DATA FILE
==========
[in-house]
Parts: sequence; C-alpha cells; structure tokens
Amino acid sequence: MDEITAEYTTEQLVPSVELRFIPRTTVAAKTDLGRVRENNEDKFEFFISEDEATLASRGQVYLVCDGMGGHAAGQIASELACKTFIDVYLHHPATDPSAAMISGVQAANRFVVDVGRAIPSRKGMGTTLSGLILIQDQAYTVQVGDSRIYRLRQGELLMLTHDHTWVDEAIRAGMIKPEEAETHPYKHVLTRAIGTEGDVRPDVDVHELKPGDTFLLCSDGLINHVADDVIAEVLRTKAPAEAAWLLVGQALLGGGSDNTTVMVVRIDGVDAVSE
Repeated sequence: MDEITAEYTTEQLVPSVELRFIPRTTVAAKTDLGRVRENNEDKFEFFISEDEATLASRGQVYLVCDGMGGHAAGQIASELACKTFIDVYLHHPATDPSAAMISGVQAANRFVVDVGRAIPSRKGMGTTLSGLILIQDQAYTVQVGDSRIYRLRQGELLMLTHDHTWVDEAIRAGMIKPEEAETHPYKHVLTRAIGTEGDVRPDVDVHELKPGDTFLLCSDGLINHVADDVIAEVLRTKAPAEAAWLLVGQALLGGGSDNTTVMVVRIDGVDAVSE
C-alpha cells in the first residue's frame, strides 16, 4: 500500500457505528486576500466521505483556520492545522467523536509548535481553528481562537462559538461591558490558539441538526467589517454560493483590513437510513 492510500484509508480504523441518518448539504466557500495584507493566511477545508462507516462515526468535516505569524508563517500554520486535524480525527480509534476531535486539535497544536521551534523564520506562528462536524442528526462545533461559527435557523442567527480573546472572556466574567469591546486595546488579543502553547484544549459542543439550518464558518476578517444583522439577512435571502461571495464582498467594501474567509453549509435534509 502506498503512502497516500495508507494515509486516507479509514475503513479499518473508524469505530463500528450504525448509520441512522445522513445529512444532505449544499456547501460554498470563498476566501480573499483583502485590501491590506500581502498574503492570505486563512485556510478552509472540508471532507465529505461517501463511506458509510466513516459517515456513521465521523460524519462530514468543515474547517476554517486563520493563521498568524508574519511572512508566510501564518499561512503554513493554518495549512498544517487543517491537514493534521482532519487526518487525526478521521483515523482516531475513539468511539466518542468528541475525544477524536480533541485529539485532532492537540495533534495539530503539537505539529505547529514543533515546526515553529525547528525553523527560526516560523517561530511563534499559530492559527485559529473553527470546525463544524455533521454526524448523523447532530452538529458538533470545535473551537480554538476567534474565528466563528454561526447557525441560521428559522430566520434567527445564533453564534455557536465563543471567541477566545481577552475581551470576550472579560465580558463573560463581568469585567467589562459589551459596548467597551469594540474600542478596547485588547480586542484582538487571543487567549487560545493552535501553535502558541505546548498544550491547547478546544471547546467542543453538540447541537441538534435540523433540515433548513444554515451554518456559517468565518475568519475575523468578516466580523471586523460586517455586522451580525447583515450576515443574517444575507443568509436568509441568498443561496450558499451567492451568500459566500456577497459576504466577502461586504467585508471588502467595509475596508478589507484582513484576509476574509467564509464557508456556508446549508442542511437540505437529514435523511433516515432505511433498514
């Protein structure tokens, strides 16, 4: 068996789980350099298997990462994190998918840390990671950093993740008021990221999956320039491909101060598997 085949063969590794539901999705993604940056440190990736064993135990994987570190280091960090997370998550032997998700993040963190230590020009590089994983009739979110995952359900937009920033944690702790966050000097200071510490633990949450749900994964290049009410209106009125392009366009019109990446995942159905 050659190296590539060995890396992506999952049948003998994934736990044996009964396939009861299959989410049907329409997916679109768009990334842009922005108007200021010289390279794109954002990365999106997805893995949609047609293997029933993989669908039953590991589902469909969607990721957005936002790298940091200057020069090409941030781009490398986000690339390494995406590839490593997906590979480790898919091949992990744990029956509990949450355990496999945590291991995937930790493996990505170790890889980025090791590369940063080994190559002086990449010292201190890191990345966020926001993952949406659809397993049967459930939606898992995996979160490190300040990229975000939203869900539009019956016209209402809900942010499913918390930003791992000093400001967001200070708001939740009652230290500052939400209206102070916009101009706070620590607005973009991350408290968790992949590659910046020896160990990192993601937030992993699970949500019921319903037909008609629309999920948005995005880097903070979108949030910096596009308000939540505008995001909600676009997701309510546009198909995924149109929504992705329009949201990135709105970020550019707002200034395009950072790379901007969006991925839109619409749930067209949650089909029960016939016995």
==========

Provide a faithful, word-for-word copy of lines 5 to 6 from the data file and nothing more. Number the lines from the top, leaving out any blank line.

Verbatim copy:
C-alpha cells in the first residue's frame, strides 16, 4: 500500500457505528486576500466521505483556520492545522467523536509548535481553528481562537462559538461591558490558539441538526467589517454560493483590513437510513 492510500484509508480504523441518518448539504466557500495584507493566511477545508462507516462515526468535516505569524508563517500554520486535524480525527480509534476531535486539535497544536521551534523564520506562528462536524442528526462545533461559527435557523442567527480573546472572556466574567469591546486595546488579543502553547484544549459542543439550518464558518476578517444583522439577512435571502461571495464582498467594501474567509453549509435534509 502506498503512502497516500495508507494515509486516507479509514475503513479499518473508524469505530463500528450504525448509520441512522445522513445529512444532505449544499456547501460554498470563498476566501480573499483583502485590501491590506500581502498574503492570505486563512485556510478552509472540508471532507465529505461517501463511506458509510466513516459517515456513521465521523460524519462530514468543515474547517476554517486563520493563521498568524508574519511572512508566510501564518499561512503554513493554518495549512498544517487543517491537514493534521482532519487526518487525526478521521483515523482516531475513539468511539466518542468528541475525544477524536480533541485529539485532532492537540495533534495539530503539537505539529505547529514543533515546526515553529525547528525553523527560526516560523517561530511563534499559530492559527485559529473553527470546525463544524455533521454526524448523523447532530452538529458538533470545535473551537480554538476567534474565528466563528454561526447557525441560521428559522430566520434567527445564533453564534455557536465563543471567541477566545481577552475581551470576550472579560465580558463573560463581568469585567467589562459589551459596548467597551469594540474600542478596547485588547480586542484582538487571543487567549487560545493552535501553535502558541505546548498544550491547547478546544471547546467542543453538540447541537441538534435540523433540515433548513444554515451554518456559517468565518475568519475575523468578516466580523471586523460586517455586522451580525447583515450576515443574517444575507443568509436568509441568498443561496450558499451567492451568500459566500456577497459576504466577502461586504467585508471588502467595509475596508478589507484582513484576509476574509467564509464557508456556508446549508442542511437540505437529514435523511433516515432505511433498514
């Protein structure tokens, strides 16, 4: 068996789980350099298997990462994190998918840390990671950093993740008021990221999956320039491909101060598997 085949063969590794539901999705993604940056440190990736064993135990994987570190280091960090997370998550032997998700993040963190230590020009590089994983009739979110995952359900937009920033944690702790966050000097200071510490633990949450749900994964290049009410209106009125392009366009019109990446995942159905 050659190296590539060995890396992506999952049948003998994934736990044996009964396939009861299959989410049907329409997916679109768009990334842009922005108007200021010289390279794109954002990365999106997805893995949609047609293997029933993989669908039953590991589902469909969607990721957005936002790298940091200057020069090409941030781009490398986000690339390494995406590839490593997906590979480790898919091949992990744990029956509990949450355990496999945590291991995937930790493996990505170790890889980025090791590369940063080994190559002086990449010292201190890191990345966020926001993952949406659809397993049967459930939606898992995996979160490190300040990229975000939203869900539009019956016209209402809900942010499913918390930003791992000093400001967001200070708001939740009652230290500052939400209206102070916009101009706070620590607005973009991350408290968790992949590659910046020896160990990192993601937030992993699970949500019921319903037909008609629309999920948005995005880097903070979108949030910096596009308000939540505008995001909600676009997701309510546009198909995924149109929504992705329009949201990135709105970020550019707002200034395009950072790379901007969006991925839109619409749930067209949650089909029960016939016995």